The late MP Cyril Smith was a serial abuser of young boys, some of whom only now feel they can open up about it. Photo: Getty
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Child sex abuse victims are starting to feel empowered – this is bad news for the establishment

The Labour MP who has been working on uncovering alleged historic child sex abuse crimes in Westminster writes about the new-found hope victims have found of having their voices heard.

Watershed political moments usually require an indelible image to register change on a large scale. The collapse of the Berlin Wall or the sight of Nelson Mandela leaving prison are images that immediately convey a sense that society was making a quantum social leap.  I had my own watershed moment last week, but it wasn’t a moment eminently framed by news cameras for posterity that made me realise I was witnessing social change. It was the sight of a man in his 50s, his hands visibly trembling and tears welling in his eyes, sat before me talking about child abuse.

I’ve met many victims of sexual abuse now, and it wasn’t his experience of abuse that affected me most – although it was extremely distressing, – it was how he explained why he’d come to see me. “I would not have been able to talk about this ten years ago,” he began. “It would have been too embarrassing and no one would have believed me. But the environment’s changed. It feels safe to talk about it now.”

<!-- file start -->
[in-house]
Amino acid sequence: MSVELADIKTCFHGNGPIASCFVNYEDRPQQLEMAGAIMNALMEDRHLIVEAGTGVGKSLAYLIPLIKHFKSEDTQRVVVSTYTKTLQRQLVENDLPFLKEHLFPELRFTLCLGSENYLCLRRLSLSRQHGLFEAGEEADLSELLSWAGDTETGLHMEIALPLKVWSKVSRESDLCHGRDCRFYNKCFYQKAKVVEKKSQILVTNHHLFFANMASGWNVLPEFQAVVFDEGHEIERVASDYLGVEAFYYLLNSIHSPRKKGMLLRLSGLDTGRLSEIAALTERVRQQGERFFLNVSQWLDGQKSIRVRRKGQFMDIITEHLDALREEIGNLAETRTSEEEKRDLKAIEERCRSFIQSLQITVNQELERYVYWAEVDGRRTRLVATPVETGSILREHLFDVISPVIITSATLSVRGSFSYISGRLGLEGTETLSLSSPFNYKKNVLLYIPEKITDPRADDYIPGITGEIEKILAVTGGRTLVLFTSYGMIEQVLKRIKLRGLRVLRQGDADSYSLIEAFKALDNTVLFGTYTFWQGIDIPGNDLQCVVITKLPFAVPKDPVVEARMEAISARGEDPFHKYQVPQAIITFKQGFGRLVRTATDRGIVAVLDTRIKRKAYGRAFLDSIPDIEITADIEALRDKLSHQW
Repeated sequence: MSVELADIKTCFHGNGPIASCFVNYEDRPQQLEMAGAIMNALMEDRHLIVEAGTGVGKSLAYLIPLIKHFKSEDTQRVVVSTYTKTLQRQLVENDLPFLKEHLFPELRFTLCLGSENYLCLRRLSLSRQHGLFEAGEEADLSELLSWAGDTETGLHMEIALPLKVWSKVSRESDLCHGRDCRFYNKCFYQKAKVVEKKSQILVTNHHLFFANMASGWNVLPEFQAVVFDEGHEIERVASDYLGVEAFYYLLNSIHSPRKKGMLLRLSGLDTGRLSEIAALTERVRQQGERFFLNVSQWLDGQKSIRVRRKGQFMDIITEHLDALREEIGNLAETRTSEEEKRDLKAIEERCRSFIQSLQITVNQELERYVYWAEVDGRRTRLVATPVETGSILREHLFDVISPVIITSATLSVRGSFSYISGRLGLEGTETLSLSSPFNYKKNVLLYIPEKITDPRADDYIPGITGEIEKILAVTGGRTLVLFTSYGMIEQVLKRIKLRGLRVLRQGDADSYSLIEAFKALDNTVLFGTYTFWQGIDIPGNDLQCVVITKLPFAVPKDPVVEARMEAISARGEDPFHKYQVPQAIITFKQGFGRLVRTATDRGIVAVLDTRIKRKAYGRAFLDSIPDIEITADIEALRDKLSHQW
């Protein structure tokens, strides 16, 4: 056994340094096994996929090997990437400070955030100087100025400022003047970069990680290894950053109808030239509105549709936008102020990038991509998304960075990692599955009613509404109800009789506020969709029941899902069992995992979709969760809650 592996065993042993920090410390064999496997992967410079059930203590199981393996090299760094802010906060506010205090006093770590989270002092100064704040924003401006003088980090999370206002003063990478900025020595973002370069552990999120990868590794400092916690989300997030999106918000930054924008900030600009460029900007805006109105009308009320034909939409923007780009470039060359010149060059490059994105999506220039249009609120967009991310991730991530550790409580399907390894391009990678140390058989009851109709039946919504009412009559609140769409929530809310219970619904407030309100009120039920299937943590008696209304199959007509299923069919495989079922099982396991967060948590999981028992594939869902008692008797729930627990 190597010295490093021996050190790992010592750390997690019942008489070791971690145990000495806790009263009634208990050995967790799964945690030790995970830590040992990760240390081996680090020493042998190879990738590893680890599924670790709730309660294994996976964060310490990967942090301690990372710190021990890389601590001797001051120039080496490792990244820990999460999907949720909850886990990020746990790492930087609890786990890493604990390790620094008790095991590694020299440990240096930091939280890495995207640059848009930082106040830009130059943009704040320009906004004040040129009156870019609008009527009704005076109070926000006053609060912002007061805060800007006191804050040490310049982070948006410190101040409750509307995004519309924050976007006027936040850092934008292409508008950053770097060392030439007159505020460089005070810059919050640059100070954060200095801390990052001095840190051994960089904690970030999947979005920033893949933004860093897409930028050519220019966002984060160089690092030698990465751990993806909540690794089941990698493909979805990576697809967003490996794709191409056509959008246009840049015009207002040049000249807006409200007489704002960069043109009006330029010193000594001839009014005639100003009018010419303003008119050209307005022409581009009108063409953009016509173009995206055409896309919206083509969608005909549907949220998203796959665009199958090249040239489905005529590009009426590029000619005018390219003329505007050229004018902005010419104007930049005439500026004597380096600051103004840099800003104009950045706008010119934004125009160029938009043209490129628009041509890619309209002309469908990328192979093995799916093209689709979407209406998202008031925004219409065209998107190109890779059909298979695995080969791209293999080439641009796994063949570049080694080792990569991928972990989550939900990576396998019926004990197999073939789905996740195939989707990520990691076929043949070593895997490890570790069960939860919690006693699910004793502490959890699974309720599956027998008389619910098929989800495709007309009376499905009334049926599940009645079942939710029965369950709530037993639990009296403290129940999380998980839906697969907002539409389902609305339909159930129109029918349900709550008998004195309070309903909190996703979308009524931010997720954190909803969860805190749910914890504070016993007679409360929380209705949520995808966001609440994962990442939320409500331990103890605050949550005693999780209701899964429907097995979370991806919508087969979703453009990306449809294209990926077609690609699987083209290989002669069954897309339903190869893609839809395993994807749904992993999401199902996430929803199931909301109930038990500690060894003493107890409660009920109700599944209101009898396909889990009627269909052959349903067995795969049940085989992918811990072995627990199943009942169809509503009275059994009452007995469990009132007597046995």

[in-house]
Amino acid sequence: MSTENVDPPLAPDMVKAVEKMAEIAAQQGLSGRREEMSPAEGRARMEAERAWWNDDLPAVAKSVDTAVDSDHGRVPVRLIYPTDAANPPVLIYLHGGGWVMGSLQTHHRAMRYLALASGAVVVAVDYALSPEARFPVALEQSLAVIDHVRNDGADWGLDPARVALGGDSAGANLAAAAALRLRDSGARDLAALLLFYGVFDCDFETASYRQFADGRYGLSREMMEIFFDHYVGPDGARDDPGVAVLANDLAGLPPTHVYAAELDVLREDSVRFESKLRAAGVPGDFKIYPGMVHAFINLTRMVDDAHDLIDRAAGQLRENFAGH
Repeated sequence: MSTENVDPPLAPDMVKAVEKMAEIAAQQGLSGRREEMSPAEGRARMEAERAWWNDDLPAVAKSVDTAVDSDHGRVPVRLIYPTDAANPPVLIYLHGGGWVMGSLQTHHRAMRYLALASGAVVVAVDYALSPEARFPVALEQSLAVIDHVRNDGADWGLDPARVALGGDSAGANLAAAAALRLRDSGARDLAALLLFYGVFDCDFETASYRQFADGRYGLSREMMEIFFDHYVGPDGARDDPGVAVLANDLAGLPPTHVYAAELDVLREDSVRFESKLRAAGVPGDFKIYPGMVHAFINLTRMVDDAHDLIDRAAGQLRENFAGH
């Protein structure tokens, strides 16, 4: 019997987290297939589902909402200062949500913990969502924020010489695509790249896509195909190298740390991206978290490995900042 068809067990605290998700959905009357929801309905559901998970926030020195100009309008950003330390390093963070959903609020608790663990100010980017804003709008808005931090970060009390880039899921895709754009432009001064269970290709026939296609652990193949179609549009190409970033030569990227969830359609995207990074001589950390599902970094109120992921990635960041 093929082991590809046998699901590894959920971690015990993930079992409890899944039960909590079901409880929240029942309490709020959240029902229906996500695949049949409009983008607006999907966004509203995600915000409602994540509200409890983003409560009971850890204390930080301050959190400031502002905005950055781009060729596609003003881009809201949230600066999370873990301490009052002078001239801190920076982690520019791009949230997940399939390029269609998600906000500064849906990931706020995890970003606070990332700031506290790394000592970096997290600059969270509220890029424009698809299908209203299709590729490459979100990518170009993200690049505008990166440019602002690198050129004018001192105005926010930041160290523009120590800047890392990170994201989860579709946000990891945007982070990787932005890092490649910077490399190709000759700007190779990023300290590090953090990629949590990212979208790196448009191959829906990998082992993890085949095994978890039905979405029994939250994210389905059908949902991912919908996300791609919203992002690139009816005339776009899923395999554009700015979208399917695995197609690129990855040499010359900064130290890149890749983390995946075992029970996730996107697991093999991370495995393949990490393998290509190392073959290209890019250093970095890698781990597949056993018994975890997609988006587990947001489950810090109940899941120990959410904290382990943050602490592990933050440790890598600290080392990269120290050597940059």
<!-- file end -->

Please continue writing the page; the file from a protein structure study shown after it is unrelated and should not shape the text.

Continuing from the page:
I won’t forget his face – or the ever so slight gleam of hope in his eyes, reflecting a sense that something good may come out of sharing a terrible burden that’s held him back all his life.

He’s not alone in this view. Many more people are now willing to open up about terrible things they’ve never spoken about before. I’ve long felt that child abuse was a voiceless crime, forever silenced by a feeling that the authorities didn’t want to know about it, but it’s slowly beginning to find its voice and it’s getting louder by the day.

The events of the last few weeks show that we’ve well and truly crossed the Rubicon and this change cannot be contained. First the government caved in to demands for a national inquiry looking at historic child abuse then attempts to appoint a safe establishment figure to chair the inquiry in Baroness Butler-Sloss well and truly backfired as she was forced to step down before she’d even started. In her statement Butler-Sloss acknowledged that she did not have the confidence of victims and survivor groups.